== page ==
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Marbury v. Madison
Updated: 10/20/2020
Marbury v. Madison
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Storyboard Description

The case between William Marbury and James Madison

Storyboard Text

  • In the presidential election 1800, Thomas Jefferson won against John Adams. In John Adams' last hours of presidency, he appointed many federalist judges to maintain the Federalist power in Congress.
  • Before Jefferson Becomes President, I will appoint Judges to office so the federalists wil have power in the judicial branch
  • Yes, you can.
  • I cannot wait to be a judge
  • Can I be a judge too?
  • I am so grateful that I am the third president of the US.
  • Upon taking office, President Jefferson wanted to block Federalist Judges appointed by his predecessor, President John Adams. He order his Secretary of State, James Madison not to send the commissions to those Federalist judges.
  • What's that on my desk?
  • Do not deliver these commissions
  • I, James Madison, will assure you that these documents will not be sent, sir.
  • Commissions
  • Those are Commission papers, signed by President John Adams, sir
  • Marbury noticed that his commission to be appointed in congress has not arrived. He and three other similarly situated appointees petitioned for a writ of mandamus compelling the delivery of their commissions. His case against James Madison reached the Supreme Court in 1803.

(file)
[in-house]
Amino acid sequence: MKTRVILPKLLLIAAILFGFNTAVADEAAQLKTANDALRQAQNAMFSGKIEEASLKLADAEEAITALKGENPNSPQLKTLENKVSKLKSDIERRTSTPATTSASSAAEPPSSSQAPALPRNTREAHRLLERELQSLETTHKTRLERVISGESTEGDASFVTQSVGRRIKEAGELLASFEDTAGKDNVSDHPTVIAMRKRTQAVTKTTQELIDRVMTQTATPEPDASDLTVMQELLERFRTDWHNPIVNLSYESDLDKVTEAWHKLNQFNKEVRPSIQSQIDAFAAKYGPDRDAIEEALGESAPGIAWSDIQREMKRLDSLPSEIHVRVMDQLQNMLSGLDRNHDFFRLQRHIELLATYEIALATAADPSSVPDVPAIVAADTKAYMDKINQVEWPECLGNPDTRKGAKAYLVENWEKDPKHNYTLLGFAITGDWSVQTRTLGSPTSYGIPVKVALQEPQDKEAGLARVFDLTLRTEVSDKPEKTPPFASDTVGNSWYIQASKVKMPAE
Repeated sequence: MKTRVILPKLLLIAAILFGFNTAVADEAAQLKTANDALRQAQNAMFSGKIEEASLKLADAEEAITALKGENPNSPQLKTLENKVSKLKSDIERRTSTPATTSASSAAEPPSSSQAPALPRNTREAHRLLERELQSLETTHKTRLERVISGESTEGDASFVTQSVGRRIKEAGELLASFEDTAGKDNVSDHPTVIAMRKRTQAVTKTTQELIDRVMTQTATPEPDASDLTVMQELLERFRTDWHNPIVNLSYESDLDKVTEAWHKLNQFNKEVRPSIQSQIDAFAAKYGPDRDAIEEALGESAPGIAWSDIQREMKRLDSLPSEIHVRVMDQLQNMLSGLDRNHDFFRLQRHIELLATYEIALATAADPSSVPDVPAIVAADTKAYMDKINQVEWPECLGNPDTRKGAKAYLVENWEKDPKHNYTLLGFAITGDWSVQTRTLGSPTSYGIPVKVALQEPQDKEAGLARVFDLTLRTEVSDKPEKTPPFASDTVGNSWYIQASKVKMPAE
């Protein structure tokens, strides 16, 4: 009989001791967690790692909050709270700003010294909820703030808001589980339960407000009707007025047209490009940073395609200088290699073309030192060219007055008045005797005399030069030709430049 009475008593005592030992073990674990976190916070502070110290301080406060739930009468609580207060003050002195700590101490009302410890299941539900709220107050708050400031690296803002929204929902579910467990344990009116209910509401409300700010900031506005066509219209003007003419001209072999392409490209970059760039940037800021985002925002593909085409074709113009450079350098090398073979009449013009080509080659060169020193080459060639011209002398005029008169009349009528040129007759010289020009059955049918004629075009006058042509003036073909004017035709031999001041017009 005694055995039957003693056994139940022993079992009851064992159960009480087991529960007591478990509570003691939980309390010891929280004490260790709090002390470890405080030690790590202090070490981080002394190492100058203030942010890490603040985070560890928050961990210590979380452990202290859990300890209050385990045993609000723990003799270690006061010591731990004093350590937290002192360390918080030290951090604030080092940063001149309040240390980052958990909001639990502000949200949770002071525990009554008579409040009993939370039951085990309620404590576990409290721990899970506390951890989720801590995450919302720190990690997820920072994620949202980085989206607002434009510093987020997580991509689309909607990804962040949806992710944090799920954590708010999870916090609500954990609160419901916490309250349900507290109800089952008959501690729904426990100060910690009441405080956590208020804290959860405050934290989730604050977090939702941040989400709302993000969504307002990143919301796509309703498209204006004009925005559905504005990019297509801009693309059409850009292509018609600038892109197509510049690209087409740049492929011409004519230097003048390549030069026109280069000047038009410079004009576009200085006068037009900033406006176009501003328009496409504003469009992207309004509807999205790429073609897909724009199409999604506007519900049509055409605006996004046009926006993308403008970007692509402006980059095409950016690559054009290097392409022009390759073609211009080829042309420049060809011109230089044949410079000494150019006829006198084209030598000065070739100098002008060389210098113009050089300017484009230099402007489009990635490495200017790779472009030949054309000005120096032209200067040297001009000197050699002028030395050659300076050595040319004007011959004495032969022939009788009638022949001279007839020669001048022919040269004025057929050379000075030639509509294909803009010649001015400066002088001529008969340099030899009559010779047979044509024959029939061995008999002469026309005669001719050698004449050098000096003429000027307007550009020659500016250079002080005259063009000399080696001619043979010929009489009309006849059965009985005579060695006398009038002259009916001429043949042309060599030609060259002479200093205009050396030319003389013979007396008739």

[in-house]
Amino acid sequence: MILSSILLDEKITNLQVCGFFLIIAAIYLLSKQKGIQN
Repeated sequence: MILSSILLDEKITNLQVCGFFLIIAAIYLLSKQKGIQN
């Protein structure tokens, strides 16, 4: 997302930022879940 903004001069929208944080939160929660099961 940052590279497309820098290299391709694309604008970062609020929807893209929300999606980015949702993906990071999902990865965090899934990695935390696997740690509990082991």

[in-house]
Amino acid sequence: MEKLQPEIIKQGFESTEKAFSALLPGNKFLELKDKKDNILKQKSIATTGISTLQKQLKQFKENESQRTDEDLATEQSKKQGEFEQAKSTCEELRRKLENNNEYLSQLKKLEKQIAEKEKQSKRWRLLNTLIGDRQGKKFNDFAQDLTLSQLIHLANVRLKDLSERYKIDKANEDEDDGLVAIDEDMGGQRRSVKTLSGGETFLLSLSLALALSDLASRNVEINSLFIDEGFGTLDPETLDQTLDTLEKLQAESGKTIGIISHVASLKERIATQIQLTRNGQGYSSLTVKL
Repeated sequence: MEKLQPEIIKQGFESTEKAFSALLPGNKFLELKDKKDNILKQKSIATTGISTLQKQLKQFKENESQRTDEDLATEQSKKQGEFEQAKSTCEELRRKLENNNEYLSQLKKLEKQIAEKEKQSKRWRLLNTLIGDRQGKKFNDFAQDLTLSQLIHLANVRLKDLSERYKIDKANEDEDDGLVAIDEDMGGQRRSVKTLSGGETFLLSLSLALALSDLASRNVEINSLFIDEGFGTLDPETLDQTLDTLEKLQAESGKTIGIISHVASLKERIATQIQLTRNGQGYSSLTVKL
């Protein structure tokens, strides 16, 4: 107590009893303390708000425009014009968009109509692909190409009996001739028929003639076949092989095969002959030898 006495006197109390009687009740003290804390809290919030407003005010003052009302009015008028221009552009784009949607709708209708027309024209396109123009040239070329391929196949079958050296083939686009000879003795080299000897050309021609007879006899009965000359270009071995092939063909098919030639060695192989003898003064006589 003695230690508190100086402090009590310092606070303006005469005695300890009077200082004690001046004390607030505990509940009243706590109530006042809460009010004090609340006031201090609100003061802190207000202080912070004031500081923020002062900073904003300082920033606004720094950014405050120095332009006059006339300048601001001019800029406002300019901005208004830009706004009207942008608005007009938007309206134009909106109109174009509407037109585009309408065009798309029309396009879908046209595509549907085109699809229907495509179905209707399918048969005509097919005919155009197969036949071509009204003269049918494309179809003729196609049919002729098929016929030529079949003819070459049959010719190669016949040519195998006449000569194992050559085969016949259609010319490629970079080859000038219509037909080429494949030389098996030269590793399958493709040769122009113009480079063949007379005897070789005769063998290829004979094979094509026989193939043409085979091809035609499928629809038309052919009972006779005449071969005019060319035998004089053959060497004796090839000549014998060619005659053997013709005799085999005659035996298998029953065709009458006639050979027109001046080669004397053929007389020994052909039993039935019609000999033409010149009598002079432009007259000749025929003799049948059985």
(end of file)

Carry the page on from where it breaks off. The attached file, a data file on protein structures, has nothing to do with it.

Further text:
• Why haven't they sent me my commission papers?!
  • I am going to bring this case to the court
  • I'm sorry Mr. Marbury, but the president told me not to send the commission papers to you.
  • The chief court justice, John Marshall, denied the petition and the writ of mandamus. Although he found out that the petitioners were entitled to their commissions, he held the Constitution and did not give the Supreme Court the right to issue writs of mandamus. The Judiciary Act of 1789 provide congress the power to issue these writs, but it gave greater power to the courts than the Constitution allowed. John Marshall stated that the law was unconstitutional and Marbury will not receive his commission.
  • Yay!
  • The plaitiff of the case shall not recieve his writ of mandamus and shall not become a judge.
  • Aw Man!
  • In effect, through Marshall's decision he created a long term judicial victory. By ruling the Judiciary Act of 1789 unconstitutional, Marshall established the doctrine of judicial review. From this point on, the Supreme Court has the power to decide whether an act of Congress or of the president was allowed by the Constitution.
  • The End!
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